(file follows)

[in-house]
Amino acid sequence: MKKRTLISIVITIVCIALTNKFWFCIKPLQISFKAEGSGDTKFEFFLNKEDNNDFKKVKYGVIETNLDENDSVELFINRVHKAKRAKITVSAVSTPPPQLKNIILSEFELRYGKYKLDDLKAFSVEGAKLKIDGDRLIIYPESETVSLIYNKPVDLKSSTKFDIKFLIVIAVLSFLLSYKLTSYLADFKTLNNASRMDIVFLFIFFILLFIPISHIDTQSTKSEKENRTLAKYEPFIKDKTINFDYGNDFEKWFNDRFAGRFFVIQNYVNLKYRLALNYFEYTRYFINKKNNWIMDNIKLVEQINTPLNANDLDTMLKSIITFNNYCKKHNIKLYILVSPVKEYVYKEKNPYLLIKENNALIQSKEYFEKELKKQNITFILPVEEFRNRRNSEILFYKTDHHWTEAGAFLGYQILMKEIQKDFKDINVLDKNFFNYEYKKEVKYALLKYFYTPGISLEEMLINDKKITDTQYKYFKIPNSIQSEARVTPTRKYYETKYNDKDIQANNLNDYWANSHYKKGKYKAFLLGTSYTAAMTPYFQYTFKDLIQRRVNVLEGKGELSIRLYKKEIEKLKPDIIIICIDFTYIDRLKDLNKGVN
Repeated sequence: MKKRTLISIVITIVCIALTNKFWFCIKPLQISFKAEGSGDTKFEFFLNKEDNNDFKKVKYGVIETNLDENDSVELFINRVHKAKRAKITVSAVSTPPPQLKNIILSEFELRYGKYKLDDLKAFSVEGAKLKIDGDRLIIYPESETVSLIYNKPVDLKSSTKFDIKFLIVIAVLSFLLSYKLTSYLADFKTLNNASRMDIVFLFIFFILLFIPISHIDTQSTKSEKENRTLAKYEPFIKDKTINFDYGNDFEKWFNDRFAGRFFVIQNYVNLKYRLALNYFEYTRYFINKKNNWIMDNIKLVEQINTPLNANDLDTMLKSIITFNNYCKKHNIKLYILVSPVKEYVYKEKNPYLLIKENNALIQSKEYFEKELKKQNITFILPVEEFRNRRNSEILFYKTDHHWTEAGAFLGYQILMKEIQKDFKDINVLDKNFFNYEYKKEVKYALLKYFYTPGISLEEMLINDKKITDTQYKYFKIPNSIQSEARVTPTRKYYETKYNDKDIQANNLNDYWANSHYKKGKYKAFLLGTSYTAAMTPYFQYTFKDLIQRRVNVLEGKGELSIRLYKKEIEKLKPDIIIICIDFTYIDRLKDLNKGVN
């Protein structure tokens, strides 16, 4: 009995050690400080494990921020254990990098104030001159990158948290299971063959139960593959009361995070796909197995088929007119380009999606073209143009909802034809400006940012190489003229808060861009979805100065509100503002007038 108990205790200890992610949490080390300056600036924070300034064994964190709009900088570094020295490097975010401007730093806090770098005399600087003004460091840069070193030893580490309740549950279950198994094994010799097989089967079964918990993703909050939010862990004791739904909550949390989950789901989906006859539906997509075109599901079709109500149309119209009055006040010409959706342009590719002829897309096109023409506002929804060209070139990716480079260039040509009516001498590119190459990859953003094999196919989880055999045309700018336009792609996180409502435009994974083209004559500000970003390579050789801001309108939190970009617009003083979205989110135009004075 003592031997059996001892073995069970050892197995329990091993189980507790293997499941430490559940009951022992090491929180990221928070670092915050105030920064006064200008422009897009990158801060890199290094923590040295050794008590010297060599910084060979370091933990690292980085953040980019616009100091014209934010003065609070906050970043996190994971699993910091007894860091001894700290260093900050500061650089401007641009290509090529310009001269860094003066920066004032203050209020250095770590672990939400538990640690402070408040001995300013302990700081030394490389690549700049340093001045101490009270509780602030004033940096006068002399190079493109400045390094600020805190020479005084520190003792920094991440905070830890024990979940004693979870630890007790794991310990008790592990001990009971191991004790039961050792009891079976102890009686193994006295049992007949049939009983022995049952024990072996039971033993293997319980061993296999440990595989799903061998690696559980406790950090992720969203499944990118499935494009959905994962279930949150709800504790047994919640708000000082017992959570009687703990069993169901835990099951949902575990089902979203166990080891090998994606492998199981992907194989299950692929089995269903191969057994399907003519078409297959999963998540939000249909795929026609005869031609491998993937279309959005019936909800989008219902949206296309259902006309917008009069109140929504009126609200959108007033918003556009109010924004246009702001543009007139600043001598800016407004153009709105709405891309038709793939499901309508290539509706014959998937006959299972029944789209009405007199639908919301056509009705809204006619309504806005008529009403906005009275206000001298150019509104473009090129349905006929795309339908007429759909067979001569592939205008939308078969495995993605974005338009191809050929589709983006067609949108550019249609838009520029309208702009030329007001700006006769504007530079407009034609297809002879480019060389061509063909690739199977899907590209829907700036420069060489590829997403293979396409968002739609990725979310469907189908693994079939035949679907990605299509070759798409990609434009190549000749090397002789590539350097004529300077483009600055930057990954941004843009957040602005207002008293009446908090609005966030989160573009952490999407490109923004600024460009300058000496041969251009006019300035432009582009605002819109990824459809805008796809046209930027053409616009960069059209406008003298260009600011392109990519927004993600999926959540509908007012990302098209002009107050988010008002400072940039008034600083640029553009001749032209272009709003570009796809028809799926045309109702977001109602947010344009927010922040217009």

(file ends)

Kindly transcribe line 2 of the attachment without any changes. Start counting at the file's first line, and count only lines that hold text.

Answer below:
Amino acid sequence: MKKRTLISIVITIVCIALTNKFWFCIKPLQISFKAEGSGDTKFEFFLNKEDNNDFKKVKYGVIETNLDENDSVELFINRVHKAKRAKITVSAVSTPPPQLKNIILSEFELRYGKYKLDDLKAFSVEGAKLKIDGDRLIIYPESETVSLIYNKPVDLKSSTKFDIKFLIVIAVLSFLLSYKLTSYLADFKTLNNASRMDIVFLFIFFILLFIPISHIDTQSTKSEKENRTLAKYEPFIKDKTINFDYGNDFEKWFNDRFAGRFFVIQNYVNLKYRLALNYFEYTRYFINKKNNWIMDNIKLVEQINTPLNANDLDTMLKSIITFNNYCKKHNIKLYILVSPVKEYVYKEKNPYLLIKENNALIQSKEYFEKELKKQNITFILPVEEFRNRRNSEILFYKTDHHWTEAGAFLGYQILMKEIQKDFKDINVLDKNFFNYEYKKEVKYALLKYFYTPGISLEEMLINDKKITDTQYKYFKIPNSIQSEARVTPTRKYYETKYNDKDIQANNLNDYWANSHYKKGKYKAFLLGTSYTAAMTPYFQYTFKDLIQRRVNVLEGKGELSIRLYKKEIEKLKPDIIIICIDFTYIDRLKDLNKGVN